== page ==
Assembly and Molecular Architecture of the Phosphoinositide 3-Kinase p85α Homodimer.

Phosphoinositide 3-kinases (PI3Ks) are a family of lipid kinases that are activated by growth factor and G-protein-coupled receptors and propagate intracellular signals for growth, survival, proliferation, and metabolism. p85α, a modular protein consisting of five domains, binds and inhibits the enzymatic activity of class IA PI3K catalytic subunits. Here, we describe the structural states of the p85α dimer, based on data from in vivo and in vitro solution characterization. Our in vitro assembly and structural analyses have been enabled by the creation of cysteine-free p85α that is functionally equivalent to native p85α. Analytical ultracentrifugation studies showed that p85α undergoes rapidly reversible monomer-dimer assembly that is highly exothermic in nature. In addition to the documented SH3-PR1 dimerization interaction, we identified a second intermolecular interaction mediated by cSH2 domains at the C-terminal end of the polypeptide. We have demonstrated in vivo concentration-dependent dimerization of p85α using fluorescence fluctuation spectroscopy. Finally, we have defined solution conditions under which the protein is predominantly monomeric or dimeric, providing the basis for small angle x-ray scattering and chemical cross-linking structural analysis of the discrete dimer. These experimental data have been used for the integrative structure determination of the p85α dimer. Our study provides new insight into the structure and assembly of the p85α homodimer and suggests that this protein is a highly dynamic molecule whose conformational flexibility allows it to transiently associate with multiple binding proteins.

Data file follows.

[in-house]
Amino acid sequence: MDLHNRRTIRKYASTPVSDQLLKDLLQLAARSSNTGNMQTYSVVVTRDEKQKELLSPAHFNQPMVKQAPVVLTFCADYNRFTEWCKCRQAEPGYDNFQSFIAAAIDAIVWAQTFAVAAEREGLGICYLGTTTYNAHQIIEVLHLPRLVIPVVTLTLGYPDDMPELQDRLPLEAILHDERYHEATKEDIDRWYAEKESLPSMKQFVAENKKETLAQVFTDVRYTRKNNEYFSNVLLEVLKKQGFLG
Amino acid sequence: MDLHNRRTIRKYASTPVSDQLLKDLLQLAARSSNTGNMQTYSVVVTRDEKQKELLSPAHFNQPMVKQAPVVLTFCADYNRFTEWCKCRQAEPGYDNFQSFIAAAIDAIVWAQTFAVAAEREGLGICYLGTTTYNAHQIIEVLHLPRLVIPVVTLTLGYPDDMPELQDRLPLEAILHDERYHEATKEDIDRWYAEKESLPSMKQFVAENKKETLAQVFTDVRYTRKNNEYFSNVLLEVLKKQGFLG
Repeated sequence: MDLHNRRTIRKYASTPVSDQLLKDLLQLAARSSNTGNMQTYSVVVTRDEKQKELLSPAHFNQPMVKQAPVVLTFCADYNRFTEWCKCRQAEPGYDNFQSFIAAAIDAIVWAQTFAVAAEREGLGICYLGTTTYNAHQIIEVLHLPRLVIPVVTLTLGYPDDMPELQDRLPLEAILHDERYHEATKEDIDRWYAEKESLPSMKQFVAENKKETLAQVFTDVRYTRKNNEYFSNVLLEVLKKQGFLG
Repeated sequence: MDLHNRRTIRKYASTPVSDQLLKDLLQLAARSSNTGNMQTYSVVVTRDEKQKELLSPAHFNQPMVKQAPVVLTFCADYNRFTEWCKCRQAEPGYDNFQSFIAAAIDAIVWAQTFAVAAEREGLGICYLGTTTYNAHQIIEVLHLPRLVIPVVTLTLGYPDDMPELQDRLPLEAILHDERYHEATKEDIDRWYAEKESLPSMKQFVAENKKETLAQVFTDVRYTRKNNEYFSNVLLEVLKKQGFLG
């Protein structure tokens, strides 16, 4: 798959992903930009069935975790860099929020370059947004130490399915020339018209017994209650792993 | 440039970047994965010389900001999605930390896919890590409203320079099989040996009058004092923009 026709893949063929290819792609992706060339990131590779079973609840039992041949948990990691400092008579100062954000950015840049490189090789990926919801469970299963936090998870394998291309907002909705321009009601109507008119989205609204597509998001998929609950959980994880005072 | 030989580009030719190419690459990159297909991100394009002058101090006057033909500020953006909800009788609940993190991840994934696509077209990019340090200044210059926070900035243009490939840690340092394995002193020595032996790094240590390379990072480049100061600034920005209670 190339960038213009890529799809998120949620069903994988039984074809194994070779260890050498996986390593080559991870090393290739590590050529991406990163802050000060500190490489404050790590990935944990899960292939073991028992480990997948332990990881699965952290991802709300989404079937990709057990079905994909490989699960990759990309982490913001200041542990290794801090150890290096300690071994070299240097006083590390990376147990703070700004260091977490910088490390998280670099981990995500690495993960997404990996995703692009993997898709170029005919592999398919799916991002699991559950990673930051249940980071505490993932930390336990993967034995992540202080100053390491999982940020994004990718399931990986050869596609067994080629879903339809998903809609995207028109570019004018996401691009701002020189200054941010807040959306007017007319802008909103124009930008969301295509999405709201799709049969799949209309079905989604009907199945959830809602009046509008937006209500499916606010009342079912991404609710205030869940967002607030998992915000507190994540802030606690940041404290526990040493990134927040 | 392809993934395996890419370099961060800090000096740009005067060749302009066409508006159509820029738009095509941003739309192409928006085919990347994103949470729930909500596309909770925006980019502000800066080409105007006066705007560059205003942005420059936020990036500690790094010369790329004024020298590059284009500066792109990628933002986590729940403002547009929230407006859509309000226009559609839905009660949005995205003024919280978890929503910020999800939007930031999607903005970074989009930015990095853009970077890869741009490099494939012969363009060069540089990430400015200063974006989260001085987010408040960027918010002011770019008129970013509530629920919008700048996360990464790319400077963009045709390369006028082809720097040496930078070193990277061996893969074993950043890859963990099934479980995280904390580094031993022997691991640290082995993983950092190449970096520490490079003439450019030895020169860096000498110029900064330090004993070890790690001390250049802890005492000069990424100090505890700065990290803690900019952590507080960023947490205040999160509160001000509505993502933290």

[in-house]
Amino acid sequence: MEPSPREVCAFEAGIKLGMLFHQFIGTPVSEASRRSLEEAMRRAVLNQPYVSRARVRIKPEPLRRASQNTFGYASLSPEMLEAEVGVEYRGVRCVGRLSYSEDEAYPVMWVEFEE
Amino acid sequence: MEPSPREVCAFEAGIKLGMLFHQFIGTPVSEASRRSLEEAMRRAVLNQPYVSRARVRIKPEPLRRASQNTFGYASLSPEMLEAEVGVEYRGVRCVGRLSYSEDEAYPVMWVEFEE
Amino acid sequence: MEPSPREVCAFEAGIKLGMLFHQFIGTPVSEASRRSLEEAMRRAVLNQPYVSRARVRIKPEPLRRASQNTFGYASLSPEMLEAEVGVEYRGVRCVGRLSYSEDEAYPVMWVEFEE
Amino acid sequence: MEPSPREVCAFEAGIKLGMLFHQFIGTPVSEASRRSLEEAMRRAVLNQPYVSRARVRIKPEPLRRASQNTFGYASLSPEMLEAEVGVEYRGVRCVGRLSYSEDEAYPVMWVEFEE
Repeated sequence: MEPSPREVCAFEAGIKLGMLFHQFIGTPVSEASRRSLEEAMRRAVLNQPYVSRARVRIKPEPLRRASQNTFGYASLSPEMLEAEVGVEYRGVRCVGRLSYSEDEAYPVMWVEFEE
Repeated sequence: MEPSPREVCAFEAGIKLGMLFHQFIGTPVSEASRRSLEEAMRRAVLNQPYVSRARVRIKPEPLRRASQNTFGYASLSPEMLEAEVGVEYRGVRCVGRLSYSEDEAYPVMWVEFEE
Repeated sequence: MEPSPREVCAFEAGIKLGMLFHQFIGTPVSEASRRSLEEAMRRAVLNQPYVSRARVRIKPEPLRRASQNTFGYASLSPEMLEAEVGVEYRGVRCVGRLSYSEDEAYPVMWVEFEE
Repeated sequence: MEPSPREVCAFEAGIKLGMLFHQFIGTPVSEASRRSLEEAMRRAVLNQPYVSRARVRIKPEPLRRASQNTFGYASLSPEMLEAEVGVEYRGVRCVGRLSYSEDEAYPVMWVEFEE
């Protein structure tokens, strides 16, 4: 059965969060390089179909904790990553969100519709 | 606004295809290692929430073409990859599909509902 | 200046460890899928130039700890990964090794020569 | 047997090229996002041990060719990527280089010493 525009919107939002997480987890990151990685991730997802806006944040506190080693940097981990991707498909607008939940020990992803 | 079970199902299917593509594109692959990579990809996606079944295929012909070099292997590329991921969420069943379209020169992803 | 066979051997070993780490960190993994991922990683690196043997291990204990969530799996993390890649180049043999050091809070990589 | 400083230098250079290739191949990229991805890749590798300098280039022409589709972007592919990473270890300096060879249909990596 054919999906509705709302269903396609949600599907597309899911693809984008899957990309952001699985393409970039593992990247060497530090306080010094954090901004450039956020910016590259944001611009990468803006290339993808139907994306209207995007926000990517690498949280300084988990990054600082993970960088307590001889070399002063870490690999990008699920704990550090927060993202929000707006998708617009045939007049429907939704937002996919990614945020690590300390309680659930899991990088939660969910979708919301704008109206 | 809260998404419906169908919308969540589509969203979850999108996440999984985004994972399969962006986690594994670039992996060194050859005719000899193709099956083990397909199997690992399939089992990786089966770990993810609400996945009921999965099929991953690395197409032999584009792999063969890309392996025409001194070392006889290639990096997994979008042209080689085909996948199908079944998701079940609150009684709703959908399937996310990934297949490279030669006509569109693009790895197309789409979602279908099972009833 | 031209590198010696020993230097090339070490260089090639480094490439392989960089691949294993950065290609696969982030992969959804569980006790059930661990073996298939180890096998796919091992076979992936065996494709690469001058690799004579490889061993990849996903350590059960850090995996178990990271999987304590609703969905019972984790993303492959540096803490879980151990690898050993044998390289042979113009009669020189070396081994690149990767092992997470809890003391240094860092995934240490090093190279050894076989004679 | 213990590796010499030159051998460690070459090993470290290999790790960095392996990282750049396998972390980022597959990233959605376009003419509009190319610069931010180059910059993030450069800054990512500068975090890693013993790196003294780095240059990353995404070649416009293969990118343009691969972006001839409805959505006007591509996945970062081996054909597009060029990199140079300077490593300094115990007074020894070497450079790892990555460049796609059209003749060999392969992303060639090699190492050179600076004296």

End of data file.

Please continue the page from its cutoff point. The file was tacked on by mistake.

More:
LoPiccolo, J., Kim, S. J., Shi, Y., Wu, B., Wu, H., Chait, B. T., … Backer, J. M. (2015). Assembly and Molecular Architecture of the Phosphoinositide 3-Kinase p85α Homodimer. Journal of Biological Chemistry, 290(51), 30390–30405. doi:10.1074/jbc.m115.689604

We thank Drs. David Cowburn, Gary Gerfen, and Mark Girvin (Albert Einstein Medical School) for helpful discussions. We thank Drs. Gordon Mills (MD Anderson Cancer Center) and Stefan Arold (King Abdullah University of Science and Technology) for sharing unpublished data. We also thank Tsutomu Matsui and Thomas M. Weiss at SSRL (SLAC National Accelerator Laboratory) for assistance with collecting SAXS data and Dina Schneidman-Duhovny (University of California, San Francisco) for discussions on SAXS analysis.

Elsevier BV

Journal of Biological Chemistry


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